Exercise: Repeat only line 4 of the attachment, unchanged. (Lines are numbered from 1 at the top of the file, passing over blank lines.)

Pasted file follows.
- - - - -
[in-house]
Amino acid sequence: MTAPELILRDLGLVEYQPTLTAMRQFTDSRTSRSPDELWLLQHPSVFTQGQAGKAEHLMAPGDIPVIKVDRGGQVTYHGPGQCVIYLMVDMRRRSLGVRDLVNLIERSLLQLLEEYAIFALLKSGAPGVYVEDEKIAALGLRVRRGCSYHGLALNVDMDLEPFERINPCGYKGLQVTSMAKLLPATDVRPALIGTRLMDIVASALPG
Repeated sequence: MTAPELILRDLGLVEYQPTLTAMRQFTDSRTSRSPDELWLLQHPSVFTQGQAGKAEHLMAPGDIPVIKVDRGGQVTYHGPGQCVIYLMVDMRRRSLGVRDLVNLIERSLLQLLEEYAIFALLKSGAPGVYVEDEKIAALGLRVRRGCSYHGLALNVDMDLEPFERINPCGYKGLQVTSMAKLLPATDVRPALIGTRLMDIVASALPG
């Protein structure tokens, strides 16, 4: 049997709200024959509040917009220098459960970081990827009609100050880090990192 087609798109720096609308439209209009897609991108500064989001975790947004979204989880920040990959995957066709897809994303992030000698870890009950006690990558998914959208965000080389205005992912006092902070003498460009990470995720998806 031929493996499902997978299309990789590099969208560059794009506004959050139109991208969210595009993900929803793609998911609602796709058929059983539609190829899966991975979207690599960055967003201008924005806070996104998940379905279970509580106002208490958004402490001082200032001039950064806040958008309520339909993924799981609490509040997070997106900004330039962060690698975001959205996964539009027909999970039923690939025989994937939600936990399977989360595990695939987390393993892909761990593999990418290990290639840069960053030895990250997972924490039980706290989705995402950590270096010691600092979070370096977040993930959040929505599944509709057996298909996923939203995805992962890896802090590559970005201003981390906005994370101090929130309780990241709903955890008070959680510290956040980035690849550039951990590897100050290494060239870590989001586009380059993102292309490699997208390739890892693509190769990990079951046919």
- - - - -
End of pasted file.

């Protein structure tokens, strides 16, 4: 049997709200024959509040917009220098459960970081990827009609100050880090990192 087609798109720096609308439209209009897609991108500064989001975790947004979204989880920040990959995957066709897809994303992030000698870890009950006690990558998914959208965000080389205005992912006092902070003498460009990470995720998806 031929493996499902997978299309990789590099969208560059794009506004959050139109991208969210595009993900929803793609998911609602796709058929059983539609190829899966991975979207690599960055967003201008924005806070996104998940379905279970509580106002208490958004402490001082200032001039950064806040958008309520339909993924799981609490509040997070997106900004330039962060690698975001959205996964539009027909999970039923690939025989994937939600936990399977989360595990695939987390393993892909761990593999990418290990290639840069960053030895990250997972924490039980706290989705995402950590270096010691600092979070370096977040993930959040929505599944509709057996298909996923939203995805992962890896802090590559970005201003981390906005994370101090929130309780990241709903955890008070959680510290956040980035690849550039951990590897100050290494060239870590989001586009380059993102292309490699997208390739890892693509190769990990079951046919």